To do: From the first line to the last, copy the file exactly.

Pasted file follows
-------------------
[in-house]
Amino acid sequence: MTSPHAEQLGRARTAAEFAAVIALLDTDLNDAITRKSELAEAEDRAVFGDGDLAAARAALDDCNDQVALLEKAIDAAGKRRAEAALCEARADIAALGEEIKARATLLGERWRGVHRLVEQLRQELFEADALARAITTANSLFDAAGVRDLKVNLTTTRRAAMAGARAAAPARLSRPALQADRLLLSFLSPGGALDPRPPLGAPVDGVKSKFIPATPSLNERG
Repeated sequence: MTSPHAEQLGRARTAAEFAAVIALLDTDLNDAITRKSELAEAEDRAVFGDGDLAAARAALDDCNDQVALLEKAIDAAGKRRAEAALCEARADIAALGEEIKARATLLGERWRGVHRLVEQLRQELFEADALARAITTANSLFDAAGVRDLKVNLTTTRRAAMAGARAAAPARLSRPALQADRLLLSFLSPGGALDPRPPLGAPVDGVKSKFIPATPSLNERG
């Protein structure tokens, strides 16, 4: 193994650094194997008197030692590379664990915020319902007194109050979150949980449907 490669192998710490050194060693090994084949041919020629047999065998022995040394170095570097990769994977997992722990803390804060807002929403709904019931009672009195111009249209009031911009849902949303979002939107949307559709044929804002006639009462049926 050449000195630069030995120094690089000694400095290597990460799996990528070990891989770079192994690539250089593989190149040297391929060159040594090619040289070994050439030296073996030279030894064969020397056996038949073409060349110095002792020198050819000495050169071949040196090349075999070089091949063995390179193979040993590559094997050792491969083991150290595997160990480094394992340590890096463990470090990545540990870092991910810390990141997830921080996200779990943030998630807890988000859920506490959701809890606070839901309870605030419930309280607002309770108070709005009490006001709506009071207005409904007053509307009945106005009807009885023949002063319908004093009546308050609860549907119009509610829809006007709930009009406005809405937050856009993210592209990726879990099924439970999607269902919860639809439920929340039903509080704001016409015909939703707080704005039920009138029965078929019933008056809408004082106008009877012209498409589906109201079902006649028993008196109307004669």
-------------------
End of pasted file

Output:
[in-house]
Amino acid sequence: MTSPHAEQLGRARTAAEFAAVIALLDTDLNDAITRKSELAEAEDRAVFGDGDLAAARAALDDCNDQVALLEKAIDAAGKRRAEAALCEARADIAALGEEIKARATLLGERWRGVHRLVEQLRQELFEADALARAITTANSLFDAAGVRDLKVNLTTTRRAAMAGARAAAPARLSRPALQADRLLLSFLSPGGALDPRPPLGAPVDGVKSKFIPATPSLNERG
Repeated sequence: MTSPHAEQLGRARTAAEFAAVIALLDTDLNDAITRKSELAEAEDRAVFGDGDLAAARAALDDCNDQVALLEKAIDAAGKRRAEAALCEARADIAALGEEIKARATLLGERWRGVHRLVEQLRQELFEADALARAITTANSLFDAAGVRDLKVNLTTTRRAAMAGARAAAPARLSRPALQADRLLLSFLSPGGALDPRPPLGAPVDGVKSKFIPATPSLNERG
């Protein structure tokens, strides 16, 4: 193994650094194997008197030692590379664990915020319902007194109050979150949980449907 490669192998710490050194060693090994084949041919020629047999065998022995040394170095570097990769994977997992722990803390804060807002929403709904019931009672009195111009249209009031911009849902949303979002939107949307559709044929804002006639009462049926 050449000195630069030995120094690089000694400095290597990460799996990528070990891989770079192994690539250089593989190149040297391929060159040594090619040289070994050439030296073996030279030894064969020397056996038949073409060349110095002792020198050819000495050169071949040196090349075999070089091949063995390179193979040993590559094997050792491969083991150290595997160990480094394992340590890096463990470090990545540990870092991910810390990141997830921080996200779990943030998630807890988000859920506490959701809890606070839901309870605030419930309280607002309770108070709005009490006001709506009071207005409904007053509307009945106005009807009885023949002063319908004093009546308050609860549907119009509610829809006007709930009009406005809405937050856009993210592209990726879990099924439970999607269902919860639809439920929340039903509080704001016409015909939703707080704005039920009138029965078929019933008056809408004082106008009877012209498409589906109201079902006649028993008196109307004669």